ICO investigates 173 UK law firms for reported breaches of the Data Protection Act in 2014
Figures released by Egress Software Technologies following an FOI request to the Information Commissioner’s Office (ICO) revealed the worrying number of law firms investigated for breaches of the Data Protection Act (DPA) in 2014. The research showed that a total of 187 incidents were recorded, with 173 firms investigated for a variety of DPA related incidents, of which 29% related to ‘security’ and 26% related to incorrect ‘disclosure of data’.
Despite increasingly high-profile data breaches by law firms and warnings from industry regulators about the lack of data security measures being applied to the highly sensitive information shared and managed by firms, these figures demonstrate a worrying lack of security.
In August 2014, for example, Information Commissioner Christopher Graham issued a clear warning to law firms following a string of data breaches: “It is important that we sound the alarm at an early stage to make sure this problem is addressed before a barrister or solicitor is left counting the financial and reputational damage of a serious data breach.”
In addition to this, results of the ‘2014 Law Firm File Sharing Survey‘ highlighted more startling statistics, including 89% of law firms using unencrypted email as the primary means of communication. The survey also revealed that 77% of firms rely on a confidentiality statement to secure communication and nearly half admitted to using free cloud-based file sharing services such as Dropbox to transmit ‘privileged information’. At the same time, the Law Society issued a practice note warning that the use of cloud computing services in law firms could break the Data Protection Act.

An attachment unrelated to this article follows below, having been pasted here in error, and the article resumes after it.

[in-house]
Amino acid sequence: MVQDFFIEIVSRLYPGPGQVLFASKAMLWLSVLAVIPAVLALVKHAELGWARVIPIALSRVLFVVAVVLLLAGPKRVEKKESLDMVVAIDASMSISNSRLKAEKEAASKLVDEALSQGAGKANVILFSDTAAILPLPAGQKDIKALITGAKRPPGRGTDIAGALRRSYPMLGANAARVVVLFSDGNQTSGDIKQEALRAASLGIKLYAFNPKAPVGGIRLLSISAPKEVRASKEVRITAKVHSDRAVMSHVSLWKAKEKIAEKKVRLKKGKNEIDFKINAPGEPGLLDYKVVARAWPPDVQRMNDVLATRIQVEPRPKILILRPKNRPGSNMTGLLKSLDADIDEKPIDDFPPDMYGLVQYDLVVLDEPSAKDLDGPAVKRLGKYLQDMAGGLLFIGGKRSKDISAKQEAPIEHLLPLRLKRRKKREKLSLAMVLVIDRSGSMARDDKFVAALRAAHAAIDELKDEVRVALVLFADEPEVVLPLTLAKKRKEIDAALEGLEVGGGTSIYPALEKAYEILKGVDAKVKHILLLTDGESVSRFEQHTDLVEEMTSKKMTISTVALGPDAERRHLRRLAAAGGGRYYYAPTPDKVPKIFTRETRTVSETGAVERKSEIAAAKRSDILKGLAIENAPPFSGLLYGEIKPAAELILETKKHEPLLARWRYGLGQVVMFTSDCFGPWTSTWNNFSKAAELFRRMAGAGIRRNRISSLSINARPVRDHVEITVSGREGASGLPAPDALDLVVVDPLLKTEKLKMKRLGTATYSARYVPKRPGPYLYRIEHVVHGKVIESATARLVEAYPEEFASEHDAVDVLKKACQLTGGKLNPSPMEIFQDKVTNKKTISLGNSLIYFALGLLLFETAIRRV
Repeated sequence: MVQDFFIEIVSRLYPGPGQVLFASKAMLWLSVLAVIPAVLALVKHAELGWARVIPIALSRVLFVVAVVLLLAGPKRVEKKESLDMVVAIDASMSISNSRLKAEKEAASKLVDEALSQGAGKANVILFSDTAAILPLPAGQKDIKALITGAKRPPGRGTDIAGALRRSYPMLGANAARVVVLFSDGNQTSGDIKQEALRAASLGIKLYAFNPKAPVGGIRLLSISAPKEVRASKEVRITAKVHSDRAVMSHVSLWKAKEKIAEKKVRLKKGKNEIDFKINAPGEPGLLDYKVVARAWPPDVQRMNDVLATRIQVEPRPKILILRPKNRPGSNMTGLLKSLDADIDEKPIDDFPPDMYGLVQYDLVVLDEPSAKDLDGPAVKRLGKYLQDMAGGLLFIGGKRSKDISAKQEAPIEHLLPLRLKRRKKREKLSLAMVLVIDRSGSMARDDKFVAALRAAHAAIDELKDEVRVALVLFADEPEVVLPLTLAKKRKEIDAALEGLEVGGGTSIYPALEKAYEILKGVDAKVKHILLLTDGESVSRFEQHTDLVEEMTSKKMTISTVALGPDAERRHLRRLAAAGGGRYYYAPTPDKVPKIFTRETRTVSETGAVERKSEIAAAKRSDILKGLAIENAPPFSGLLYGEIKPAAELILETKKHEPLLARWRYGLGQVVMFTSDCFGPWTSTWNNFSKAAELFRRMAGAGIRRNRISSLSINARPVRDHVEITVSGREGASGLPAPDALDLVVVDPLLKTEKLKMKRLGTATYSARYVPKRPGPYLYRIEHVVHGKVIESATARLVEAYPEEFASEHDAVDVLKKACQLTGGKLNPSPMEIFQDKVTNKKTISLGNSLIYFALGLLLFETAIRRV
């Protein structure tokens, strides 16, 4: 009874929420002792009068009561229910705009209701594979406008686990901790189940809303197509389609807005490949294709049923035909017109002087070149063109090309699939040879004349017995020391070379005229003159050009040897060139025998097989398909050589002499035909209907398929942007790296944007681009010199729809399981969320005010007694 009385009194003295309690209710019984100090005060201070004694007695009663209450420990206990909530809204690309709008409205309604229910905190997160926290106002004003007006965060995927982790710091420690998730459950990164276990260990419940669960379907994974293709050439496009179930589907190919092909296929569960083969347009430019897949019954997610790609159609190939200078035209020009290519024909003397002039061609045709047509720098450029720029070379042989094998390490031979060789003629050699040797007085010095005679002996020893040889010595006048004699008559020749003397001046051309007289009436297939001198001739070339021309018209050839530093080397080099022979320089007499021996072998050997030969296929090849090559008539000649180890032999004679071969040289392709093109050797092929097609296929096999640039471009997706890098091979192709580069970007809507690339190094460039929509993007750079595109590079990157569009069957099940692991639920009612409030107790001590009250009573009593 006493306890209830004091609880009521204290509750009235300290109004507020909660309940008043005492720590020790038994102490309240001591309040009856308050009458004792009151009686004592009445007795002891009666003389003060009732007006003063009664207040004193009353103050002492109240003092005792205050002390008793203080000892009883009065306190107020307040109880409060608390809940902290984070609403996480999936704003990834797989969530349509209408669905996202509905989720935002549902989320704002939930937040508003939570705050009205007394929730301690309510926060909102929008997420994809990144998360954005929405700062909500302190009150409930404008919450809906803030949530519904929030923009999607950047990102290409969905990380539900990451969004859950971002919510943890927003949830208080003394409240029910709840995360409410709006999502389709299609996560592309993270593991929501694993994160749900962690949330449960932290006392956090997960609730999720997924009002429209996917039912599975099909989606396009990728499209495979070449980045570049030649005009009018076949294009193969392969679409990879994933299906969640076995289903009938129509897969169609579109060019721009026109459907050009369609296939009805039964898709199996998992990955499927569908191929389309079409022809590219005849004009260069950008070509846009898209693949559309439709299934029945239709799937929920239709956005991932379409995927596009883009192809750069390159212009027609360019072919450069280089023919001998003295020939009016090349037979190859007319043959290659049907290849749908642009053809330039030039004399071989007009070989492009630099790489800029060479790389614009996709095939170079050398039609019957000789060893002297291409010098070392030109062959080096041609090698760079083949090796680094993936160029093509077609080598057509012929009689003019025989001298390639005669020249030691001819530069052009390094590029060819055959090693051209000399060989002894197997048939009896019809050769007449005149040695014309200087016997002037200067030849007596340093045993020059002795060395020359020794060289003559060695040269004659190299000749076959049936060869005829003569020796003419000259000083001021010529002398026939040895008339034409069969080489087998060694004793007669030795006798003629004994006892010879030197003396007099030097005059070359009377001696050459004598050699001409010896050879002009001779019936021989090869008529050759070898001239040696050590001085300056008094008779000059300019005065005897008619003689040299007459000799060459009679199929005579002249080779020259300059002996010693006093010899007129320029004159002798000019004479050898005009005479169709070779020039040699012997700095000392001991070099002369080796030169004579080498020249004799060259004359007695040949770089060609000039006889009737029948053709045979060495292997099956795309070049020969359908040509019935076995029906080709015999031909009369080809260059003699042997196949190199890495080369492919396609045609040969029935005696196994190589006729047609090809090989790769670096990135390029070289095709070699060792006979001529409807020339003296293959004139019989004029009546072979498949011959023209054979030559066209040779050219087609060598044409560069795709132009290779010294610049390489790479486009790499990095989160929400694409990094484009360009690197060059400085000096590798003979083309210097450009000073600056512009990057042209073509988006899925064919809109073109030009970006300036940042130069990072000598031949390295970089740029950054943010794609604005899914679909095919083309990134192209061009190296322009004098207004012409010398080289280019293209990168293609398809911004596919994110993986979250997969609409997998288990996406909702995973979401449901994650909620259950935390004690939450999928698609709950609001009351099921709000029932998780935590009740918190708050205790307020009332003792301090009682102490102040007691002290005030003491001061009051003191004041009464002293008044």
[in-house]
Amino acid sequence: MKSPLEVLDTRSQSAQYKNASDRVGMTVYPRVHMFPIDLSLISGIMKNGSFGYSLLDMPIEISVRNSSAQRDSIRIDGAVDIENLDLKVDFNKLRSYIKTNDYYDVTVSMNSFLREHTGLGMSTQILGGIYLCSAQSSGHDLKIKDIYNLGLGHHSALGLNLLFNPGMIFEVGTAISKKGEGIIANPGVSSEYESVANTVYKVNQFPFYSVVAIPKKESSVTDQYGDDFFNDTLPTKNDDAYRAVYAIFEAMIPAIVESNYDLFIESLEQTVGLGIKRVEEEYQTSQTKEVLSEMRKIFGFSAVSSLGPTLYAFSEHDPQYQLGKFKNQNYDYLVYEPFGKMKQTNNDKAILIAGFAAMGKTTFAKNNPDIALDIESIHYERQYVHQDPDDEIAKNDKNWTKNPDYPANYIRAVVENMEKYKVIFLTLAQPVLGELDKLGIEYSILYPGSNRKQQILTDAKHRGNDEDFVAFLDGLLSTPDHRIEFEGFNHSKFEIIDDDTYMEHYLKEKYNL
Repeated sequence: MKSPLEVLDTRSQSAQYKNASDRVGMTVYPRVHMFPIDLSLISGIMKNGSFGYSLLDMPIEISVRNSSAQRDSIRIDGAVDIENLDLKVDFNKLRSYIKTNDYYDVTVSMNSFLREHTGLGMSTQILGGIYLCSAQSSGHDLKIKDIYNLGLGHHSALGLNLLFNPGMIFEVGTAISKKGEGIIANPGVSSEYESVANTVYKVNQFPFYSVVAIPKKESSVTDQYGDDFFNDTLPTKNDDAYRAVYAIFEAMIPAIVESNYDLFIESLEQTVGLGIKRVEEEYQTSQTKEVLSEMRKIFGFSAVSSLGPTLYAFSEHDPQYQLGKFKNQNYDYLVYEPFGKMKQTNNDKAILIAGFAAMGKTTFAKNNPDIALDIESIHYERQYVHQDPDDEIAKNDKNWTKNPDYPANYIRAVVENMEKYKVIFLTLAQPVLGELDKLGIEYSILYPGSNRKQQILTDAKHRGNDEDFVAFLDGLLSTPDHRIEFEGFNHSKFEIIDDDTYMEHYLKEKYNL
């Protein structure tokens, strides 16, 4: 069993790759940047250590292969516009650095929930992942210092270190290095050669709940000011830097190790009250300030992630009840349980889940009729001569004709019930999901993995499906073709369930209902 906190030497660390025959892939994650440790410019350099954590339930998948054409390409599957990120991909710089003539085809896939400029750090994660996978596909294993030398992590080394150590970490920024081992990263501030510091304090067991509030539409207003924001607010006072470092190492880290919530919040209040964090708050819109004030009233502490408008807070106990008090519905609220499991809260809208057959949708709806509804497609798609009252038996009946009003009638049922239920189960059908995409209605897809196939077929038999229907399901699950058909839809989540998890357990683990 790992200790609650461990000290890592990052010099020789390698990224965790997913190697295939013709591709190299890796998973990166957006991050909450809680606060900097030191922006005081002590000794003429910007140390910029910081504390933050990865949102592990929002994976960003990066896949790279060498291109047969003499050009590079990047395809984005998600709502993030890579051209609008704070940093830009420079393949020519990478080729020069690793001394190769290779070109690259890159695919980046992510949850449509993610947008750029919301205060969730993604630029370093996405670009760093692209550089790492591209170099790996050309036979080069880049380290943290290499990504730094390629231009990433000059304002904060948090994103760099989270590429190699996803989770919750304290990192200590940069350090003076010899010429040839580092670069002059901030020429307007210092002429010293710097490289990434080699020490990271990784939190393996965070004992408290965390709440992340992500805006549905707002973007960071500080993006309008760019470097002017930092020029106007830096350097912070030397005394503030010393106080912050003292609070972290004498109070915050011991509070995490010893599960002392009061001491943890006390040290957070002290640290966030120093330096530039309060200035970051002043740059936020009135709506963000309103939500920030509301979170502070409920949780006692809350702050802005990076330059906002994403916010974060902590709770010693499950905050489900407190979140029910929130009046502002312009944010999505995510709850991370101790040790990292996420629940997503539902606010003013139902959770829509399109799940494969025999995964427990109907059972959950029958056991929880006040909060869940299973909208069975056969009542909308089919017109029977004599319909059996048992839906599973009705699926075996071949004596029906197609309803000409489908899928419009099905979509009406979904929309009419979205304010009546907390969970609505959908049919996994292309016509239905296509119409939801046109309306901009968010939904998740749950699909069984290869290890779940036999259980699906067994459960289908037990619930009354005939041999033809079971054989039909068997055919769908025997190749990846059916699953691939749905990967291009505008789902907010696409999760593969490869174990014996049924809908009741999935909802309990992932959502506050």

This announcement supports the findings of a previous FOI request submitted by Egress in November 2014, which highlighted a worrying increase in data breaches as a result of human error. The findings showed that only 7% of breaches for the period analysed occurred as a result of technical failings. The remaining 93% were down to human error, poor processes and systems in place, and lack of care when handling data. In fact, to date no fines have been levied due to technical failings exposing confidential data, whereas a total £5.1m has been issued for mistakes made when handling sensitive information.